A view of one of the rivers in Saskatchewan. A view of one of the rivers in Saskatchewan.

6 Most Famous Rivers in Saskatchewan

Canada has five significant and notable rivers: the Mackenzie, the Yukon, the St. Lawrence, the Columbia, and the Saskatchewan. Saskatchewan’s river stretches for about 550 miles, from the point where the North and South Saskatchewan Rivers meet, to Lake Winnipeg. It goes almost entirely east across the Saskatchewan Delta and Manitoba before draining into Lake Winnipeg.

The Saskatchewan River basin has been home to local people for over 10,000 years, and the river served as a significant east-west conduit.

 1. North Saskatchewan River

The drainage area of the North Saskatchewan River is 47,400 square miles and 800 miles long.

A view of the North Saskatchewan River, a calm river and bushes on both sides of the river.
Photo by Jeremy Bishop on Unsplash/ copyright 2016

A glacier-fed river, the North Saskatchewan River travels from the Canadian Rocky Mountains continental divide east to the heart of Saskatchewan, where it merges with the South Saskatchewan River to form the Saskatchewan River. The Hudson Bay eventually receives its water flow through the Nelson River.

2. Battle River

The drainage area of the Battle River is 11,700 square miles and 350 miles long.

Battle Lake in west-central Alberta, to the east of Winfield, is where the Battle River originates. In Saskatchewan, the river meanders through Alberta until emptying into the North Saskatchewan River in Battleford.

3. South Saskatchewan River

The drainage area of the South Saskatchewan River is 129,700 square miles and 1205 miles long.

A view of the historic University Bridge that crosses the South Saskatchewan River.
Photo by Mukesh Tanna on Pexels/ copyright 2015

The Bow Rivers and Oldman Rivers junction in southern Alberta serves as the river’s starting point, and the Saskatchewan River Forks in central Saskatchewan serves as its ending point.

The North and South Saskatchewan Rivers meet at the Saskatchewan River Forks, which marks the start of the Saskatchewan River. Later, the Red Deer River and the South Saskatchewan River combine not far from Empress, Alberta.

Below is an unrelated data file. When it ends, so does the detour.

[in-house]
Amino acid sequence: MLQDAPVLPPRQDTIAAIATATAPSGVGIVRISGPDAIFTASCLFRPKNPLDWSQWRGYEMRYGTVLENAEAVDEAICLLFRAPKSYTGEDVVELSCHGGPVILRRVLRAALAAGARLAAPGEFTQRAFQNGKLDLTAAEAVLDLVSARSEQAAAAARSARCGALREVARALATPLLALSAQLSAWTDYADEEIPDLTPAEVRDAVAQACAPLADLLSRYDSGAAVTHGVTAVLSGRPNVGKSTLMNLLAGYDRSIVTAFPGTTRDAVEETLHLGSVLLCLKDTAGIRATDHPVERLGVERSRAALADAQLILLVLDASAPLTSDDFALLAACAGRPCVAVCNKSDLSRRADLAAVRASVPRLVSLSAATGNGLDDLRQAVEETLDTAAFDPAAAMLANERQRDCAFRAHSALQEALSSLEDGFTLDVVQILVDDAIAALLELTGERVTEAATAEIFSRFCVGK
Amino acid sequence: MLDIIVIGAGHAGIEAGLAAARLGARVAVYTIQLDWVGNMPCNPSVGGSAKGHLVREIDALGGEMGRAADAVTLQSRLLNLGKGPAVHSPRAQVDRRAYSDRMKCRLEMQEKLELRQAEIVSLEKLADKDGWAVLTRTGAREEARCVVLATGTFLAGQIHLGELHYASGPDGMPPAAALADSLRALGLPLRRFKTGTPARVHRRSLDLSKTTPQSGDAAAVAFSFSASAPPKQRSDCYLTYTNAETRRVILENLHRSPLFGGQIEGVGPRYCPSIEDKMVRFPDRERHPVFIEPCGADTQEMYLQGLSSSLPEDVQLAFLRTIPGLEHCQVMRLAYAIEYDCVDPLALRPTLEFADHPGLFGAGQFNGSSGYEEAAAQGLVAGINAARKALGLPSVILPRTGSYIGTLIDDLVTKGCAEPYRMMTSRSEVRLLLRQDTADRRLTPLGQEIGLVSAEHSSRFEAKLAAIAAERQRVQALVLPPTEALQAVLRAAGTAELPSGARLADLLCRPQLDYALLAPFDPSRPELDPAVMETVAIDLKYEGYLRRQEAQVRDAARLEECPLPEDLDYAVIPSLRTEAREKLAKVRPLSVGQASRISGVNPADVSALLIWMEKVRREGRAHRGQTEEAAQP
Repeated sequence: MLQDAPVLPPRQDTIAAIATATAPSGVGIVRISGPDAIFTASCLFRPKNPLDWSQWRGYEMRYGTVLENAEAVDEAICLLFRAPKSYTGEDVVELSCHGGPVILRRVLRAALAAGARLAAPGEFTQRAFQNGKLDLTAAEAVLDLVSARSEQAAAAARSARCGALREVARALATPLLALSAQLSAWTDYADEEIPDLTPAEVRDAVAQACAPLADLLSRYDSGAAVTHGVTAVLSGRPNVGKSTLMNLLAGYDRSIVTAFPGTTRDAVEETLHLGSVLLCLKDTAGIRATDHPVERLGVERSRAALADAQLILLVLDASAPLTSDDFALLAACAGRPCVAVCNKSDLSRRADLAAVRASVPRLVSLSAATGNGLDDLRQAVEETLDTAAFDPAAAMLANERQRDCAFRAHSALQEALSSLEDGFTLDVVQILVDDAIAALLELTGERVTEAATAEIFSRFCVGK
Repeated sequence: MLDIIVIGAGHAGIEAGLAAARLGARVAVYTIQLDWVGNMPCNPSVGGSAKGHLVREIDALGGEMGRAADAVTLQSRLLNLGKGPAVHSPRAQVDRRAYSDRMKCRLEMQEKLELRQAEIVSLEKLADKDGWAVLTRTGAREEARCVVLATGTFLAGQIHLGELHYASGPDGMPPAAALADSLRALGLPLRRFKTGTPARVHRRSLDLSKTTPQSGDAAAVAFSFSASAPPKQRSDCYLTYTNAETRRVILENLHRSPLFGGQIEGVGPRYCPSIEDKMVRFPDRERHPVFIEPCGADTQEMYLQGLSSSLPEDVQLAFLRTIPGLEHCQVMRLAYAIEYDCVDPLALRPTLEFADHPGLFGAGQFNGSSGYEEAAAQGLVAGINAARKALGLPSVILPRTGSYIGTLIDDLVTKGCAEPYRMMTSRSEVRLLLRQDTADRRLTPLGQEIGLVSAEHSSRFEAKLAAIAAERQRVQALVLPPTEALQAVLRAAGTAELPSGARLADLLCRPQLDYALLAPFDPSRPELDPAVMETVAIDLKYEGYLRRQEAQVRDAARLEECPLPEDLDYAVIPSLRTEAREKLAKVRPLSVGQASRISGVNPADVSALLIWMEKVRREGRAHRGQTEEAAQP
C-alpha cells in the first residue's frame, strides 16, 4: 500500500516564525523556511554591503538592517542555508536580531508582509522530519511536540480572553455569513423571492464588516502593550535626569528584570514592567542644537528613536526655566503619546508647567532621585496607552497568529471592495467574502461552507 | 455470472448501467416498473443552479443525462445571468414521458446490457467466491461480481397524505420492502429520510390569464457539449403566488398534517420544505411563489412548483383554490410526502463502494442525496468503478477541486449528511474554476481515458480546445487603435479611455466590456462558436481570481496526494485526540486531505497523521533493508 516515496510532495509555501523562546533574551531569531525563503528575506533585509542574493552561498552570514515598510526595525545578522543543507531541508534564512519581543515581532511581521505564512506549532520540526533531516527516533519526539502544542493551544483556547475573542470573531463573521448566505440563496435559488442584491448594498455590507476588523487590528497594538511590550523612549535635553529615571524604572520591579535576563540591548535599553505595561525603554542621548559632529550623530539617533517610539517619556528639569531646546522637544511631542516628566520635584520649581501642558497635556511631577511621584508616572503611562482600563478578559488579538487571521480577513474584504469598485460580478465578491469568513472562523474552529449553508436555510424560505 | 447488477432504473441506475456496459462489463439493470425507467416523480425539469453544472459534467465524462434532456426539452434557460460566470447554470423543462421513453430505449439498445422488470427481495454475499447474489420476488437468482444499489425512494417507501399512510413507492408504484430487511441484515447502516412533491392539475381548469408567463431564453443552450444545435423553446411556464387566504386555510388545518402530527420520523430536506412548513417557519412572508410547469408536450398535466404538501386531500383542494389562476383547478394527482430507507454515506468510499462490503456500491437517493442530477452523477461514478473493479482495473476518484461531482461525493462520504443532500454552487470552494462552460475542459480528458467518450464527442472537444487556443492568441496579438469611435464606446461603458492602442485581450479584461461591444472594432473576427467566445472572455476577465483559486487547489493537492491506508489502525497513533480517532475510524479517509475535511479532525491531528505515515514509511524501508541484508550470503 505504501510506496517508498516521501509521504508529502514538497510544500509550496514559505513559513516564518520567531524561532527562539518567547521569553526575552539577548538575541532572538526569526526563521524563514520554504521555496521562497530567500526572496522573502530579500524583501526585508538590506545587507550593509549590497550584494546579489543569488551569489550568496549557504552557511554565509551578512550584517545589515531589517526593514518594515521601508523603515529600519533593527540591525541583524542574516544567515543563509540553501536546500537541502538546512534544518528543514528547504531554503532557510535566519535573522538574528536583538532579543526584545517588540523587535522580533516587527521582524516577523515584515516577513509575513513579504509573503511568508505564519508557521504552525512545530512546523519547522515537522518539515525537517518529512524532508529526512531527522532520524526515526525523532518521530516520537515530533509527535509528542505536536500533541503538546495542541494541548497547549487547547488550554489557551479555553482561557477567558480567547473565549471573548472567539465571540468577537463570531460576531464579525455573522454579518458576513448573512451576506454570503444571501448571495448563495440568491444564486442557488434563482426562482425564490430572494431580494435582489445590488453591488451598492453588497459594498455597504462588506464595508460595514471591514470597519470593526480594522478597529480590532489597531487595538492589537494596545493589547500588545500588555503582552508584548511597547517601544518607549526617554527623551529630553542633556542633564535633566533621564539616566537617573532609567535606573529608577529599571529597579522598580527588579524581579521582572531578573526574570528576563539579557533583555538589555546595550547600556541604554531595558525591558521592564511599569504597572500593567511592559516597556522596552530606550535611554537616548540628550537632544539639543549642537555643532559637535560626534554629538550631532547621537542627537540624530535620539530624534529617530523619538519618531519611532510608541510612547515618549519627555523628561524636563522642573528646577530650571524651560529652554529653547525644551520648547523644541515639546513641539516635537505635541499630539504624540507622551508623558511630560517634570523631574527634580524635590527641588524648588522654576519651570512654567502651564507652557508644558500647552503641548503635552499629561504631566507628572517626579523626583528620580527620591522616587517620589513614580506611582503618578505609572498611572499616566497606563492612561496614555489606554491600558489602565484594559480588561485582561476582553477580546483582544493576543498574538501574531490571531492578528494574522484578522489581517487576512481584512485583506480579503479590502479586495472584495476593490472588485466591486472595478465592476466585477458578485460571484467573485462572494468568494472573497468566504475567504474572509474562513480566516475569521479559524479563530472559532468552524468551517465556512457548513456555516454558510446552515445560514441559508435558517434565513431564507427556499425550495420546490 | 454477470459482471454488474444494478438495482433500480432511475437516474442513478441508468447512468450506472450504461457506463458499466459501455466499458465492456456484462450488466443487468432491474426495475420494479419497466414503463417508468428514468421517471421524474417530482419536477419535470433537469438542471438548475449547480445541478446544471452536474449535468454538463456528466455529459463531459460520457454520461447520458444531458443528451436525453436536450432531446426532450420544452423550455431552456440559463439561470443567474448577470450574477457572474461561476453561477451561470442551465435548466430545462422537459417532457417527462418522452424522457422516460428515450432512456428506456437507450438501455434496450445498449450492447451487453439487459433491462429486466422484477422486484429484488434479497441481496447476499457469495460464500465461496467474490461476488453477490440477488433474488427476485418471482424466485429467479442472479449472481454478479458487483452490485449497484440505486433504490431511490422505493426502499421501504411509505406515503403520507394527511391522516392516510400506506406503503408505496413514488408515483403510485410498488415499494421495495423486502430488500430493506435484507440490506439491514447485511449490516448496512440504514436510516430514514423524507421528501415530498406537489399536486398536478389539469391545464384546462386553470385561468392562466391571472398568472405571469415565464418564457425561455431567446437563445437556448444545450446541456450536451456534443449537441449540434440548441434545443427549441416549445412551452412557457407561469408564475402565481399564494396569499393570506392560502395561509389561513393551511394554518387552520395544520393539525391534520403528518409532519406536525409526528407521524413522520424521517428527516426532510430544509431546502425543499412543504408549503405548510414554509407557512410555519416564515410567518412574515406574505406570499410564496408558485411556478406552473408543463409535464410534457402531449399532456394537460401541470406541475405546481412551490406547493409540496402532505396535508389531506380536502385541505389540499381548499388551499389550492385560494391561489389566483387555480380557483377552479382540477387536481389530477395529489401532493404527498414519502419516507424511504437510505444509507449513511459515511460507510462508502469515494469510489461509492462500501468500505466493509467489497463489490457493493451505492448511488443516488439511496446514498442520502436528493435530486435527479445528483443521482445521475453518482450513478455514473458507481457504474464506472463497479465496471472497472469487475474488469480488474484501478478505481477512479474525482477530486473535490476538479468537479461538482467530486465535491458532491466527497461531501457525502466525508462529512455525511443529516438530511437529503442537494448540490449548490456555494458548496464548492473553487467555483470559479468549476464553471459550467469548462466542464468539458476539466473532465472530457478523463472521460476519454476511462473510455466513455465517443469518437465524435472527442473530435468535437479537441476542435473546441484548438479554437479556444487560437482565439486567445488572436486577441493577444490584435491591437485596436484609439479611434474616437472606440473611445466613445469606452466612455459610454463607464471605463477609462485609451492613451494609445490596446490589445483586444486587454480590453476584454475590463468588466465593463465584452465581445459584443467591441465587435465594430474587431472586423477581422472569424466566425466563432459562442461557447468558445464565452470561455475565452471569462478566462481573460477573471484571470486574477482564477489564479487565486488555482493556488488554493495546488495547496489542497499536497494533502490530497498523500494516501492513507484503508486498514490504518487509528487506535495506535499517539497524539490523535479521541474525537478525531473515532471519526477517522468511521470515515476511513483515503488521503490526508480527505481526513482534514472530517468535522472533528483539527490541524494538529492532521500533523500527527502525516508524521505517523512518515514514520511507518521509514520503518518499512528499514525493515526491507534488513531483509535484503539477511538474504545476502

In Saskatoon, Saskatchewan, there is a historic University Bridge built in 1916 that crosses the South Saskatchewan River.

4. Churchill River

The drainage area of the Churchill River is 108,600 square miles and 1000 miles long.

A view of Churchill River in winter.
Photo by pictureguy on Unlimphotos

The Canadian Shield covers the entire area where the river is located. Several lakes in Central-East Alberta are part of the drainage basin, and they all drain into a chain of lakes in Saskatchewan and Manitoba. Following the Manitoba-Saskatchewan boundary, the Reindeer River, which originates in Wollaston and Reindeer Lakes, contributes significantly to the Churchill River’s flow.

5. Beaver River

The Beaver River is 305 miles long.

A significant river in east-central Alberta and central Saskatchewan is the Beaver River. Before abruptly turning north to enter Lac Île-à-la-Crosse on the Churchill River, which drains into Hudson Bay, it passes through Saskatchewan and Alberta.

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6. Fond Du Lac River

The drainage area of the Fond du Lac River is 25,800 square miles and 172 miles long.

In the northern Canadian province of Saskatchewan, the Fond du Lac River is one of the most elevated portions of the Mackenzie River that empties into the Arctic Ocean.

Fond du Lac River, Saskatchewan - CIV above Manitou Falls

On Wollaston Lake, at Cunning Bay, the river starts at an elevation. The tributary Waterfound River enters Waterfound Bay from the left as it runs north towards Hatchet Lake.

The river travels farther north to Kosdaw Lake, over Redbank Falls to Otter Lake, Manitou Falls, the Brink Rapids, and the Brassy Rapids before the Hawkrock River enters from the left.

The Perch River is taken in from the right as it continues through the Hawkrock and North Rapids. The Fond du Lac River continues to run over Perch Rapids, catches the Porcupine River coming from the right, crosses Burr Falls, and then flows into Black Lake.

End Note

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The word “swift flowing river” (kisiskciwani-spiy) is derived from the Cree language, which gives both the river and the province of Saskatchewan their names. As discussed above, these rivers in Saskatchewan is home to many fish species.

Last Updated on by alishbarehman


  • nazish

    Nazish is a member of ICSI (Institute of Company Secretaries of India) and also double graduate in Commerce and Law. Currently a full time mother and a homemaker trying to mark a difference through the power of pen. She is a voracious reader and has passion for writing. She has positive outlook towards life. She enjoys travelling and discovering new places.

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